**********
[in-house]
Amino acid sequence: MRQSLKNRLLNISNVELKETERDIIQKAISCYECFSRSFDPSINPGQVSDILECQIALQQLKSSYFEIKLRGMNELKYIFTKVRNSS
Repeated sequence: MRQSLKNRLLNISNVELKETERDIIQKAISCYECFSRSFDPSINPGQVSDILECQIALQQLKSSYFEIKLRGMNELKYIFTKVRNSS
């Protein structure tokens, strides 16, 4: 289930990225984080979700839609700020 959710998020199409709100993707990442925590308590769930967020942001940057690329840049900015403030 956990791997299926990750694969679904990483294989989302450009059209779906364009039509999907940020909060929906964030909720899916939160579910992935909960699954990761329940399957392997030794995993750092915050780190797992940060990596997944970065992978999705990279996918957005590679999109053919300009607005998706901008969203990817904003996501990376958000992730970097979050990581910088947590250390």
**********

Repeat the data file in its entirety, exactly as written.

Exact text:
[in-house]
Amino acid sequence: MRQSLKNRLLNISNVELKETERDIIQKAISCYECFSRSFDPSINPGQVSDILECQIALQQLKSSYFEIKLRGMNELKYIFTKVRNSS
Repeated sequence: MRQSLKNRLLNISNVELKETERDIIQKAISCYECFSRSFDPSINPGQVSDILECQIALQQLKSSYFEIKLRGMNELKYIFTKVRNSS
């Protein structure tokens, strides 16, 4: 289930990225984080979700839609700020 959710998020199409709100993707990442925590308590769930967020942001940057690329840049900015403030 956990791997299926990750694969679904990483294989989302450009059209779906364009039509999907940020909060929906964030909720899916939160579910992935909960699954990761329940399957392997030794995993750092915050780190797992940060990596997944970065992978999705990279996918957005590679999109053919300009607005998706901008969203990817904003996501990376958000992730970097979050990581910088947590250390």